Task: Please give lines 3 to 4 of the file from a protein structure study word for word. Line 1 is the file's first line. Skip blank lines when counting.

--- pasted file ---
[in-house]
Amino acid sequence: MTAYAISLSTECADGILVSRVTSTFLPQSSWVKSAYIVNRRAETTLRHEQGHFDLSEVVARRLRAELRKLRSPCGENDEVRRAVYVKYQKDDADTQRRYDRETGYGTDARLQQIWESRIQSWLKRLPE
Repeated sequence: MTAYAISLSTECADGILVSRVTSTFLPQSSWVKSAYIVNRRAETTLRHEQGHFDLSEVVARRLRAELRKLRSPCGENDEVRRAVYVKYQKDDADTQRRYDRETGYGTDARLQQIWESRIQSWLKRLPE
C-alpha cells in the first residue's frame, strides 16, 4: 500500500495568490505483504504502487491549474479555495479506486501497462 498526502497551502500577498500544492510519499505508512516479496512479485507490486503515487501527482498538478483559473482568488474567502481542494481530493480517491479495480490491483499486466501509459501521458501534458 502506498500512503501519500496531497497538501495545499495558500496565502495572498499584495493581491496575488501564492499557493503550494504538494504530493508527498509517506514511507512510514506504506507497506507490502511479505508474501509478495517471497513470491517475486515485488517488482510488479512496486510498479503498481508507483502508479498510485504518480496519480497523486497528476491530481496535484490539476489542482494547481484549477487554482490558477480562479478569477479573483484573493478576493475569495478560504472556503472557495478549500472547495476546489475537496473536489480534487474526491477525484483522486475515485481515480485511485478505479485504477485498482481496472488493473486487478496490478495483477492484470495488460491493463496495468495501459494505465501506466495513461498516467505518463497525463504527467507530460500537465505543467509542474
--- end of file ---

Repeated sequence: MTAYAISLSTECADGILVSRVTSTFLPQSSWVKSAYIVNRRAETTLRHEQGHFDLSEVVARRLRAELRKLRSPCGENDEVRRAVYVKYQKDDADTQRRYDRETGYGTDARLQQIWESRIQSWLKRLPE
C-alpha cells in the first residue's frame, strides 16, 4: 500500500495568490505483504504502487491549474479555495479506486501497462 498526502497551502500577498500544492510519499505508512516479496512479485507490486503515487501527482498538478483559473482568488474567502481542494481530493480517491479495480490491483499486466501509459501521458501534458 502506498500512503501519500496531497497538501495545499495558500496565502495572498499584495493581491496575488501564492499557493503550494504538494504530493508527498509517506514511507512510514506504506507497506507490502511479505508474501509478495517471497513470491517475486515485488517488482510488479512496486510498479503498481508507483502508479498510485504518480496519480497523486497528476491530481496535484490539476489542482494547481484549477487554482490558477480562479478569477479573483484573493478576493475569495478560504472556503472557495478549500472547495476546489475537496473536489480534487474526491477525484483522486475515485481515480485511485478505479485504477485498482481496472488493473486487478496490478495483477492484470495488460491493463496495468495501459494505465501506466495513461498516467505518463497525463504527467507530460500537465505543467509542474